Wednesday, March 12, 2014
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While in China, McQuarrie and the other school administrators will tour the major cities of Beijing, Shanghai and Fuzhou. They will visit several Chinese schools, learn about Chinese culture and current events, and meet with Chinese teachers, students, parents and Mainers living in China, Fox said.
"This is a get-your-feet-wet venture," Fox said. "My hope is that they get an understanding of what's going on in China and why a student might want to come here."
For Chinese students from large schools in crowded cities, Maine schools are attractive for a variety of reasons, Fox said. They're generally smaller, in safer communities, offer a wide variety of natural beauty and outdoor activities and, above all, provide an opportunity to practice writing and speaking in English.
Nestled in the northern Maine woods, in the shadow of Mount Katahdin, Stearns High School in Millinocket fills the bill and needs the students, according to Ken Smith.
With the closing and slowing of local paper mills and other job losses, the town's population has fallen from a high of 7,742 in 1970 to about 5,000 today. As a result, the number of high school students has dropped from 700 to 200, and the school district's overall enrollment is down about 50 percent to 550 students.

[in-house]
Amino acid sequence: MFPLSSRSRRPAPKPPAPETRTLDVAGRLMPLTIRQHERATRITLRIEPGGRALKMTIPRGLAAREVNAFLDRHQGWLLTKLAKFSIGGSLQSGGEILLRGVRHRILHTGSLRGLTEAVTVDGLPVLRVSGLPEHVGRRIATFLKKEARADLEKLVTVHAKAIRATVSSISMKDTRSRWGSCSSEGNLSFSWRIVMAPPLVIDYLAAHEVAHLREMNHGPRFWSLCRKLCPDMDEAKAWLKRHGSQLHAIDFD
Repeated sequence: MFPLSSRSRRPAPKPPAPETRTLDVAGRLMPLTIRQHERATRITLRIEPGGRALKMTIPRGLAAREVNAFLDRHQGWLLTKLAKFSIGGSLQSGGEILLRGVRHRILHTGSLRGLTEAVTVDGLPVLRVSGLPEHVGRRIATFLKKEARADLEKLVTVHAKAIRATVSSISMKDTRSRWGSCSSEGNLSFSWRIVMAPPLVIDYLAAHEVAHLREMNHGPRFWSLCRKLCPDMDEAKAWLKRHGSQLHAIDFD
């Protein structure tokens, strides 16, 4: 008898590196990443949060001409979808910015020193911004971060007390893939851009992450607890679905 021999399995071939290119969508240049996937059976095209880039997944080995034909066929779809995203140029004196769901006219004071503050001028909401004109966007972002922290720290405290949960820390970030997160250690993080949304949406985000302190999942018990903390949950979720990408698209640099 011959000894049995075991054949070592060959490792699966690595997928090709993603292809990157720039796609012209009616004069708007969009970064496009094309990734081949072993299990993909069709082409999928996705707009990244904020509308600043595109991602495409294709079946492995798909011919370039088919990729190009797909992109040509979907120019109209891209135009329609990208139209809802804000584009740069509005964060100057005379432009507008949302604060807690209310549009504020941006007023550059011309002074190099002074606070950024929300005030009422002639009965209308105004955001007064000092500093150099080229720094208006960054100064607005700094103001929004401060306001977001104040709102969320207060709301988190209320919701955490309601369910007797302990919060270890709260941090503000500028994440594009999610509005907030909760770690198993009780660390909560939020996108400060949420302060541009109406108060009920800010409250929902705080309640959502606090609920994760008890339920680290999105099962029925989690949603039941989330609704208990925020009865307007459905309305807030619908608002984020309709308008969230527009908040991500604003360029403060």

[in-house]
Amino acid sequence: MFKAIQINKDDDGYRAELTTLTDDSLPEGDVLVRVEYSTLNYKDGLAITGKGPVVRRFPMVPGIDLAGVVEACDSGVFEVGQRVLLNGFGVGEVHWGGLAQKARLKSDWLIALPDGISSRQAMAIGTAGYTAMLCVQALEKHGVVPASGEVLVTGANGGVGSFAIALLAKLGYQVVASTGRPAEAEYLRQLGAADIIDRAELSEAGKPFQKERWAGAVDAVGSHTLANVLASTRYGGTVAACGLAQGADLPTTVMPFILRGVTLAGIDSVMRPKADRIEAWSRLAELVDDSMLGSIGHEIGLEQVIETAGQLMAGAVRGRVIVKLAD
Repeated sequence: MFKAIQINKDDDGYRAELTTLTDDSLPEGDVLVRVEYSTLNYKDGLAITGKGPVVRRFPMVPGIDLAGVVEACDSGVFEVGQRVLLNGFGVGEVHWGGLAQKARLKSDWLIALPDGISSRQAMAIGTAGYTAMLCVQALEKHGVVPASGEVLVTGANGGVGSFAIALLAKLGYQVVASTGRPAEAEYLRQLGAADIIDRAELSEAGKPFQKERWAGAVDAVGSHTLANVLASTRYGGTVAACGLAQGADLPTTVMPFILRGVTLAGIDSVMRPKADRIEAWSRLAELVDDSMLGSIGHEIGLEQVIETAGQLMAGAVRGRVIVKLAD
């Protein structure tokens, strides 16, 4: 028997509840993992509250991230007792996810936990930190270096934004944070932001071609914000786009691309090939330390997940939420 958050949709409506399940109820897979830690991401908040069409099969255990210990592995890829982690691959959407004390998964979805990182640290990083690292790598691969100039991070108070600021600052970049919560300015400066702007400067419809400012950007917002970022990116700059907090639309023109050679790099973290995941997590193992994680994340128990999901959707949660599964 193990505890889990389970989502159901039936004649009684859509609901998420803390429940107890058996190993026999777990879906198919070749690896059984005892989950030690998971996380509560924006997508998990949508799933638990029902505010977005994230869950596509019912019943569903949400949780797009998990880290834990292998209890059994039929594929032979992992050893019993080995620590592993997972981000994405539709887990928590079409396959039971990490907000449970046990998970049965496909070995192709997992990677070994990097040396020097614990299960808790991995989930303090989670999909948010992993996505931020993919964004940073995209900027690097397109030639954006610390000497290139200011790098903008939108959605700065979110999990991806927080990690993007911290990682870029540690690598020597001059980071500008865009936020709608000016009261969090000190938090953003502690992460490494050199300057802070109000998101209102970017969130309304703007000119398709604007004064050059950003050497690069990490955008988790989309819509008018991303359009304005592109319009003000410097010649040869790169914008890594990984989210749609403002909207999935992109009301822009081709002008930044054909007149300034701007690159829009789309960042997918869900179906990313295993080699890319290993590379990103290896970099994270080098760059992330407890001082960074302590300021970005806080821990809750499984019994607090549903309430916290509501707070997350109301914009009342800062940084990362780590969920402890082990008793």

Smith sees bringing Chinese students to Stearns as a way to avoid cutting educational programs, laying off staff and closing schools.
"Revenue is a big problem for all Maine school systems," Smith said. "You can't just cry in your beer about it. You have to look for new revenue sources."
Smith and other Millinocket officials have been working on a recruitment plan for months. They'd like to welcome as many as 200 Chinese students in September, but Fox and others are advising them that 15 to 20 students is a more reasonable number for the first year. The students would pay close to $30,000 a year and stay with local host families. Smith has already scoped out sites for future dorms.
Students, teachers and the wider community are excited about the prospect of bringing Chinese students to town, Fox said. The high school librarian created a display that features Chinese books, clothing, instruments and other items.
The district is reviewing high school programs to promote the best and improve the rest. A new nature-based environmental science program is expected to feature the extraordinary woodland resources of nearby Baxter State Park.
"We need to strengthen all of our programs," Smith said. "But the way I see it, we can't lose. If you shoot for the moon and you miss, you're going to hit the stars."
Staff Writer Kelley Bouchard can be contacted at 791-6328 or at: firstname.lastname@example.org